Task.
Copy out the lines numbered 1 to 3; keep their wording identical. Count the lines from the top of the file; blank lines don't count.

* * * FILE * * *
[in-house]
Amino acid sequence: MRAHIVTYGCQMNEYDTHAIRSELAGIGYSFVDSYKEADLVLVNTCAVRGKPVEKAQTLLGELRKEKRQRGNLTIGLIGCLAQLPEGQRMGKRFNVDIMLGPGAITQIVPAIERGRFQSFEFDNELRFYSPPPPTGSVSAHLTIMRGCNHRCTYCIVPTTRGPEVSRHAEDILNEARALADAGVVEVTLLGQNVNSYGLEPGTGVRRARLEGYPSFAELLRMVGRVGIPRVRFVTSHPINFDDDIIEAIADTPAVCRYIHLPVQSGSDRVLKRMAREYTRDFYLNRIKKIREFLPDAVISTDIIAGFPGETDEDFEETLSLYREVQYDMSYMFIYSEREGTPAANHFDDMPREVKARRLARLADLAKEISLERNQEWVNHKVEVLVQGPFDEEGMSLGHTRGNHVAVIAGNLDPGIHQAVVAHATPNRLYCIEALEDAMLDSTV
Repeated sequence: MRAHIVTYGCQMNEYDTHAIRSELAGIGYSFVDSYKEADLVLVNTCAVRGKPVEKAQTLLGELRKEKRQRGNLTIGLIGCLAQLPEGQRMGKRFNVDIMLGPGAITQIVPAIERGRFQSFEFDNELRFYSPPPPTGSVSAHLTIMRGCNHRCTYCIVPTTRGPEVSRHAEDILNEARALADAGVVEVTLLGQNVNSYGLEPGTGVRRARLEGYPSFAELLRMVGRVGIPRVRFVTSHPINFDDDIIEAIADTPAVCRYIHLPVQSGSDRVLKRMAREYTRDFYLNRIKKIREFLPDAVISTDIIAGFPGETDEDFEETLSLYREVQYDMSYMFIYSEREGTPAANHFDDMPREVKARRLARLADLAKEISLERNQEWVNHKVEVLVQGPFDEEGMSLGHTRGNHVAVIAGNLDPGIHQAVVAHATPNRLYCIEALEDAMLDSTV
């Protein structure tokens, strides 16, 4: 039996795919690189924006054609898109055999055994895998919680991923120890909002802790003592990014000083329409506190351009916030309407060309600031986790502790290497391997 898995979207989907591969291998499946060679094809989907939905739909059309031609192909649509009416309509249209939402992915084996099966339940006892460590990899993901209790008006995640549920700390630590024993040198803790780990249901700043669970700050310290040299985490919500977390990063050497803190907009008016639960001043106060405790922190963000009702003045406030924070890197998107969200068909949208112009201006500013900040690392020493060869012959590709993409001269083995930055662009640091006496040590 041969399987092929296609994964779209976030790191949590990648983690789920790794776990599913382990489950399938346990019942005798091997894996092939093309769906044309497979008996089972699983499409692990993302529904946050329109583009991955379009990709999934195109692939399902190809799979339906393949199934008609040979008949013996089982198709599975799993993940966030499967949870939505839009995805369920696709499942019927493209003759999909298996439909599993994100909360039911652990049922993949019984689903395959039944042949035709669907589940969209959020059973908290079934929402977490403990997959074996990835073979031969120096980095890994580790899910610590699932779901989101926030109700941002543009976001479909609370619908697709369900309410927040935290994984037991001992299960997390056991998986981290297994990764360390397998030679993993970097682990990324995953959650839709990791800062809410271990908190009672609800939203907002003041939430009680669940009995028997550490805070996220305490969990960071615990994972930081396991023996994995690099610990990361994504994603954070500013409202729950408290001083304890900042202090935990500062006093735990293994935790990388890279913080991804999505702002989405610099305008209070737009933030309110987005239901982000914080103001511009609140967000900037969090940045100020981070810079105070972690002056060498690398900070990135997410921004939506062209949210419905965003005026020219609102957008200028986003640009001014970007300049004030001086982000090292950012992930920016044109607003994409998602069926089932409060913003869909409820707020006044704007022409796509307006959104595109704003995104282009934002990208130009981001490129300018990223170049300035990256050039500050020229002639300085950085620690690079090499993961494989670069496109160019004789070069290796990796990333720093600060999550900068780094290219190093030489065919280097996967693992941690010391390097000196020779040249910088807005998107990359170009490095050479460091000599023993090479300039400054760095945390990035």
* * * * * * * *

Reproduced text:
[in-house]
Amino acid sequence: MRAHIVTYGCQMNEYDTHAIRSELAGIGYSFVDSYKEADLVLVNTCAVRGKPVEKAQTLLGELRKEKRQRGNLTIGLIGCLAQLPEGQRMGKRFNVDIMLGPGAITQIVPAIERGRFQSFEFDNELRFYSPPPPTGSVSAHLTIMRGCNHRCTYCIVPTTRGPEVSRHAEDILNEARALADAGVVEVTLLGQNVNSYGLEPGTGVRRARLEGYPSFAELLRMVGRVGIPRVRFVTSHPINFDDDIIEAIADTPAVCRYIHLPVQSGSDRVLKRMAREYTRDFYLNRIKKIREFLPDAVISTDIIAGFPGETDEDFEETLSLYREVQYDMSYMFIYSEREGTPAANHFDDMPREVKARRLARLADLAKEISLERNQEWVNHKVEVLVQGPFDEEGMSLGHTRGNHVAVIAGNLDPGIHQAVVAHATPNRLYCIEALEDAMLDSTV
Repeated sequence: MRAHIVTYGCQMNEYDTHAIRSELAGIGYSFVDSYKEADLVLVNTCAVRGKPVEKAQTLLGELRKEKRQRGNLTIGLIGCLAQLPEGQRMGKRFNVDIMLGPGAITQIVPAIERGRFQSFEFDNELRFYSPPPPTGSVSAHLTIMRGCNHRCTYCIVPTTRGPEVSRHAEDILNEARALADAGVVEVTLLGQNVNSYGLEPGTGVRRARLEGYPSFAELLRMVGRVGIPRVRFVTSHPINFDDDIIEAIADTPAVCRYIHLPVQSGSDRVLKRMAREYTRDFYLNRIKKIREFLPDAVISTDIIAGFPGETDEDFEETLSLYREVQYDMSYMFIYSEREGTPAANHFDDMPREVKARRLARLADLAKEISLERNQEWVNHKVEVLVQGPFDEEGMSLGHTRGNHVAVIAGNLDPGIHQAVVAHATPNRLYCIEALEDAMLDSTV